1971: The camera's road to Atomic Rooster is paved with dancing girls, though it's not especially danceable music. The organist is equally keen to be seen. Frankie Valli & the Four Seasons are more drilled with their craft with their matching outfits, not that the stage crew seem all that convinced having not only built a playground climbing frame around them but deposited a large box in front of the stage. You've seen more convincing keyboard playing, it's fair to say.
1982: There's plenty of iconic Associates Pops performances in the archive but on their debut they're still trying to find their piece. True, Martha Ladly (previously the secondary Martha in Martha & the Muffins) looks the glamorous piece in her suit, but Billy MacKenzie must have stolen that had from an on-course bookmaker.
1988: SHE'S FIFTEEN. Plenty remember Vanessa Paradis but it's her Dick Tracy sax army that really impress, though one of them clearly missed rehearsals.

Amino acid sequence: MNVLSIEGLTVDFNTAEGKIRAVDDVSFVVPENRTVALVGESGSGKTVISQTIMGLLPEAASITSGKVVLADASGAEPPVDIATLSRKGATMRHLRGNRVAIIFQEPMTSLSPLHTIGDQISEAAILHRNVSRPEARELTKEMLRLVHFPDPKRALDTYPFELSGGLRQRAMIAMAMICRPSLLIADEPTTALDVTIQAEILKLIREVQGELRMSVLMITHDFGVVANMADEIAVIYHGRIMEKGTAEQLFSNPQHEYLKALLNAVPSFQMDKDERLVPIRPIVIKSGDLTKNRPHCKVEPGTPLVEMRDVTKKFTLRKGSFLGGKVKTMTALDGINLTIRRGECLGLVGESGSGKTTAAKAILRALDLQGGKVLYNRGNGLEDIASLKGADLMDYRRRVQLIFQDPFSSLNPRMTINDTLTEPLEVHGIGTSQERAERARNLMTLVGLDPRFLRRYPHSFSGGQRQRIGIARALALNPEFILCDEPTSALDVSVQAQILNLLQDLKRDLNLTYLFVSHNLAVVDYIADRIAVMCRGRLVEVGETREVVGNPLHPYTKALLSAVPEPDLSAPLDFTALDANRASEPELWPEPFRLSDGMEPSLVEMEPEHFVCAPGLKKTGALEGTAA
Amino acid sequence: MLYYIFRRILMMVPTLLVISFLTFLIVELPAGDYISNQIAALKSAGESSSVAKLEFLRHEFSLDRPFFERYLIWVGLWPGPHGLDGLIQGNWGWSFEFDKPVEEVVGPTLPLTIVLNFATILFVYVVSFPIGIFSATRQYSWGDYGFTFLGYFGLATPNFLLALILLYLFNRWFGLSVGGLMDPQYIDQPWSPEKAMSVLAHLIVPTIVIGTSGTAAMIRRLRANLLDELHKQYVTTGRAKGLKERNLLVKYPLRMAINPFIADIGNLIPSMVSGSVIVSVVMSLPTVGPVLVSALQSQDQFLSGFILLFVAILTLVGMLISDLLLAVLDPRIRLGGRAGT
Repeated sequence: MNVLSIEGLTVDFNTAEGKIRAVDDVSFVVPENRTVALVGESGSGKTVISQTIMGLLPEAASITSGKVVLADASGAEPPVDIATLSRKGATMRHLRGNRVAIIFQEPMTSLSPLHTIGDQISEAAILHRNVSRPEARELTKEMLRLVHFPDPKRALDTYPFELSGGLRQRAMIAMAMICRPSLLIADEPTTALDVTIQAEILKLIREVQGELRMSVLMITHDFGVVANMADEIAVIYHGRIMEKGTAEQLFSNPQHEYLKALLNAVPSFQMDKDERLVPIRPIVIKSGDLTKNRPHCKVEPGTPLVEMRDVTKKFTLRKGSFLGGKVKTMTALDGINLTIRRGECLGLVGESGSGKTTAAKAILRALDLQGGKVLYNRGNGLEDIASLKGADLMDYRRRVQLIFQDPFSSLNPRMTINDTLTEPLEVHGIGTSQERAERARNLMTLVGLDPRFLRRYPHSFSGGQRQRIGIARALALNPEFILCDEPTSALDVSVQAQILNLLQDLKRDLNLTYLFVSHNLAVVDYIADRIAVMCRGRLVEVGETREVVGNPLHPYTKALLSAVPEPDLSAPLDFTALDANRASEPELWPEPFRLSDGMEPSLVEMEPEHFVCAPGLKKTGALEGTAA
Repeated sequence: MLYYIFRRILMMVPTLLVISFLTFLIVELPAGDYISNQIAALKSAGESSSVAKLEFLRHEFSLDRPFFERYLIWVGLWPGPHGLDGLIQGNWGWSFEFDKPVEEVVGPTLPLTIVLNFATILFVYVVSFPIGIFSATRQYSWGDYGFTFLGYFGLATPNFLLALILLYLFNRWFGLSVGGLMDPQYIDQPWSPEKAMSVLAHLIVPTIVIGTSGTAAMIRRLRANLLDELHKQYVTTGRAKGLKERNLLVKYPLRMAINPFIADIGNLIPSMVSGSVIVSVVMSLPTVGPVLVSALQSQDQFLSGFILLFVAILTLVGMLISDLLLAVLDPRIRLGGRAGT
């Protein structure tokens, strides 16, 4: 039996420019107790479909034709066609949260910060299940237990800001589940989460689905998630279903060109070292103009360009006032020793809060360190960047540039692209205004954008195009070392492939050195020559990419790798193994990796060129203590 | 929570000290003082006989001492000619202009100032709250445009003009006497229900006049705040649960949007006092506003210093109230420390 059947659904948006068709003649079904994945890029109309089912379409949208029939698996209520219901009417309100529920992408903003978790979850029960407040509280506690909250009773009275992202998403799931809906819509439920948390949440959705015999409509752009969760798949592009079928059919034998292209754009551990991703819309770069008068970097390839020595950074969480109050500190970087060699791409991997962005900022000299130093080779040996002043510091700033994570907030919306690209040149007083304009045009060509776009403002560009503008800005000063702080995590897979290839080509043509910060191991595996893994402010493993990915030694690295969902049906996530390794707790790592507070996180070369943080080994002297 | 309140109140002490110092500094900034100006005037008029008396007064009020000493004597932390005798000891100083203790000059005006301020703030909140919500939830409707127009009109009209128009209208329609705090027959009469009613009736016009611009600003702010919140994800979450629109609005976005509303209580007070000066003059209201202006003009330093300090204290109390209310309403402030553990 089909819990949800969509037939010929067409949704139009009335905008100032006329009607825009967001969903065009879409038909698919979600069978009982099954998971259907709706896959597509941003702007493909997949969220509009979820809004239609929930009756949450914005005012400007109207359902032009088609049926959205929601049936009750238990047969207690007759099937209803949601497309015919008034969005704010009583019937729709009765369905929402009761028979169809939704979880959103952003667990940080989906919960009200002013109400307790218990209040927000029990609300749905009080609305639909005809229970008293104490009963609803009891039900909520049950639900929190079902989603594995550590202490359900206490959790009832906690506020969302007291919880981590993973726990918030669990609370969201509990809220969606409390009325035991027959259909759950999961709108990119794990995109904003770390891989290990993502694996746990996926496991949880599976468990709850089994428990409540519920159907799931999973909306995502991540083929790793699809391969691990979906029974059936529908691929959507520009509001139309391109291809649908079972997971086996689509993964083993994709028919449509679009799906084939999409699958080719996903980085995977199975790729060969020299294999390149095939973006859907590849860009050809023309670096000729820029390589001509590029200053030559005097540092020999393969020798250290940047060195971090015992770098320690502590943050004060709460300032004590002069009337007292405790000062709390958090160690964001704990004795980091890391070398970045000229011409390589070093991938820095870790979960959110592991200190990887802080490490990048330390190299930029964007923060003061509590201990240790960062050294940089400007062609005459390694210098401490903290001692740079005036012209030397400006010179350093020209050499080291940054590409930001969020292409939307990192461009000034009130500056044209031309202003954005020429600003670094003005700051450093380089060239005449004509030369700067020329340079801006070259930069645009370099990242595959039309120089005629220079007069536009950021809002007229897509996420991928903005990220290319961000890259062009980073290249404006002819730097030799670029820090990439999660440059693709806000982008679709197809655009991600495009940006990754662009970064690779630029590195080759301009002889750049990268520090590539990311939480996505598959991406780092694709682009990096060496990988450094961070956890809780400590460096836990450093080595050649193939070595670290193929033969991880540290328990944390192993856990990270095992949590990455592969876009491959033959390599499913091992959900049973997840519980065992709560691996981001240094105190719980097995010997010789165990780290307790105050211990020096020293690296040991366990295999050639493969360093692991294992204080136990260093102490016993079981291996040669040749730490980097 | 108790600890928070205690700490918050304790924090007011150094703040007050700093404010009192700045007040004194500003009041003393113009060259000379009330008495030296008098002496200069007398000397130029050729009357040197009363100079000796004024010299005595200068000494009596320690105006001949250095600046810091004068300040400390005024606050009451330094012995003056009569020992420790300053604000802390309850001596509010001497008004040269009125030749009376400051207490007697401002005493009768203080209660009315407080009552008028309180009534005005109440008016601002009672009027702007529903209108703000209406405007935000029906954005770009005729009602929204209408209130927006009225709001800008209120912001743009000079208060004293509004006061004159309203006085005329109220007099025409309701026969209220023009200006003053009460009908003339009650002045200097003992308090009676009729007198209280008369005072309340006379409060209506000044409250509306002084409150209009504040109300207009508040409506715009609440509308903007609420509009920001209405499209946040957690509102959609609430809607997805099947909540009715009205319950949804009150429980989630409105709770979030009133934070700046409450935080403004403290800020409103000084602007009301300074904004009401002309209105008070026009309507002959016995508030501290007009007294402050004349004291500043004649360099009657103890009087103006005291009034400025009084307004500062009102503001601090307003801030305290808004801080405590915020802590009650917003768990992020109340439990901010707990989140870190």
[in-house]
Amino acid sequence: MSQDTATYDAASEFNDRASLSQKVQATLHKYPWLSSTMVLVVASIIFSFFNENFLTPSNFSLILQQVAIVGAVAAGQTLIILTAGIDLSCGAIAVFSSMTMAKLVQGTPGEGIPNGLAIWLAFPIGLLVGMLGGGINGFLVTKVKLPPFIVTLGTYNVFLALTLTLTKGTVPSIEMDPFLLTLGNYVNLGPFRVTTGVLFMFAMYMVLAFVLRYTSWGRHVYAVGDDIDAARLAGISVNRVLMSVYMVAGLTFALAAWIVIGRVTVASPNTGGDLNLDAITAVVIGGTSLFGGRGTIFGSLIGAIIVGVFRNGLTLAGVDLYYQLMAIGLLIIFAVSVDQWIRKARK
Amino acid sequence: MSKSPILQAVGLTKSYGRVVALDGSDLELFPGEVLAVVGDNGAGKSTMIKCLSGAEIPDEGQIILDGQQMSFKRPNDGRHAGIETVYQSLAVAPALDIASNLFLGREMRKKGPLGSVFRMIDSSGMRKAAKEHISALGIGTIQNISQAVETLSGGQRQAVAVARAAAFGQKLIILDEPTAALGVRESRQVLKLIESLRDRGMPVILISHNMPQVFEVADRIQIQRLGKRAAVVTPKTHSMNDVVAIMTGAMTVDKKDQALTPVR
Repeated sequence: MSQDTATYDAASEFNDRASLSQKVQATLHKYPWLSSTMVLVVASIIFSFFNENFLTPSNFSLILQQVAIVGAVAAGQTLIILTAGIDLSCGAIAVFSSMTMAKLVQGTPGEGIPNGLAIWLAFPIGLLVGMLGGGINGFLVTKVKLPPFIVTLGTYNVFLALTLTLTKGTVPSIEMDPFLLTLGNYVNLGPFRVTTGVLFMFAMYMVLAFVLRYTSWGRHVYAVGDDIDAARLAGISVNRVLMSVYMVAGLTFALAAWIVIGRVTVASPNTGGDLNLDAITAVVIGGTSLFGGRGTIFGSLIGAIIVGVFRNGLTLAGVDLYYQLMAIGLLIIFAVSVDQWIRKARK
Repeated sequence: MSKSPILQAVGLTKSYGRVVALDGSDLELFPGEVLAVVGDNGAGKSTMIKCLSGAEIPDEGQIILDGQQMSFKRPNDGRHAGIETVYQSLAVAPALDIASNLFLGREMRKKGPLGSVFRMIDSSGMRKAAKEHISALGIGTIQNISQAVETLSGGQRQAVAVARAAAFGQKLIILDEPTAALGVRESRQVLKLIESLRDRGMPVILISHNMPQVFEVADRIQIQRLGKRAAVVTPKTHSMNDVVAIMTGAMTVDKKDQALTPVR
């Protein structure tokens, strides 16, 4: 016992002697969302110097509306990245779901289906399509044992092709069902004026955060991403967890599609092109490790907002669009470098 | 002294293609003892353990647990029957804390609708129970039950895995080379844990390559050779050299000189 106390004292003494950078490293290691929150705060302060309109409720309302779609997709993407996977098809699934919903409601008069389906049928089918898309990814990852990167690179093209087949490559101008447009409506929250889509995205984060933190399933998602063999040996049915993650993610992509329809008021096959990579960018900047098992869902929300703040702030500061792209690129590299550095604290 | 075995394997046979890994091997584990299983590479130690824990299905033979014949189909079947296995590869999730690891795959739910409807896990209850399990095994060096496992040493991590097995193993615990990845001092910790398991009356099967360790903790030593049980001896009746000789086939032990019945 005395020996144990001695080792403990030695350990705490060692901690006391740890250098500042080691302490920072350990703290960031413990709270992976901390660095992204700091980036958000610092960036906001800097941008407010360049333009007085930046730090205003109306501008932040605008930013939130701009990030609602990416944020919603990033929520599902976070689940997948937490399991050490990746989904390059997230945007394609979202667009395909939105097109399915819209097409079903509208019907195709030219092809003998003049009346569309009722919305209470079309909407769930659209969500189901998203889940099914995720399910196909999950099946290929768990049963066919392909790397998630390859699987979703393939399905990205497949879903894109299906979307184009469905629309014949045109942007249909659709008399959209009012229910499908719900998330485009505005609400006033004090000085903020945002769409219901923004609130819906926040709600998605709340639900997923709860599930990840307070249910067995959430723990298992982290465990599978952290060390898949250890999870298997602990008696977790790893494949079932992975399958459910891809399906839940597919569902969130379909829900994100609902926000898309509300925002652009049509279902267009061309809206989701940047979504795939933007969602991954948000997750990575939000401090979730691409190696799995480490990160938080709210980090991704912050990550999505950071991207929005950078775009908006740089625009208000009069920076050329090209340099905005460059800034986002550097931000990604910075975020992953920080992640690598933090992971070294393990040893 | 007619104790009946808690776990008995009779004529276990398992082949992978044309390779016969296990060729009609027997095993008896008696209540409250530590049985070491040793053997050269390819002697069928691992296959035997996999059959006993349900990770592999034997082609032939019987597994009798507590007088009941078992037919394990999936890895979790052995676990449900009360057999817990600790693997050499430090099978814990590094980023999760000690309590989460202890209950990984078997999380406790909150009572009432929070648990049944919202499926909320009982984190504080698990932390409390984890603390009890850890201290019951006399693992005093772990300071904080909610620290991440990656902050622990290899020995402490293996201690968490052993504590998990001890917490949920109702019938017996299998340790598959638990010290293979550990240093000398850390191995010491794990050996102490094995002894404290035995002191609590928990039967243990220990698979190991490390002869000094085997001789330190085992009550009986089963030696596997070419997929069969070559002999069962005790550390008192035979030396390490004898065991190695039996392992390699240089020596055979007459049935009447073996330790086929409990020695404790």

1993: Annie Lennox has never been afraid of a high concept, and given a hit from a film about Dracula she gets placed amid something appropriately gothic - window and staircase from round the back of the Hammer clearout, candles from an old Take That routine, pillars of fire as previously discussed, dry ice fountains spoiling the image a bit. At least it's of a piece with Lennox's work. There's something faintly undignified about the idea of Bryan Ferry deciding 1993 was just the right time for his jazz-funk cover of I Put A Spell On You and to sit behind a massive piano with dancers dressed as a cartoon Frenchwoman and some sort of voodoo effort. The female guitarist looks appropriately uncomfortable with the setting.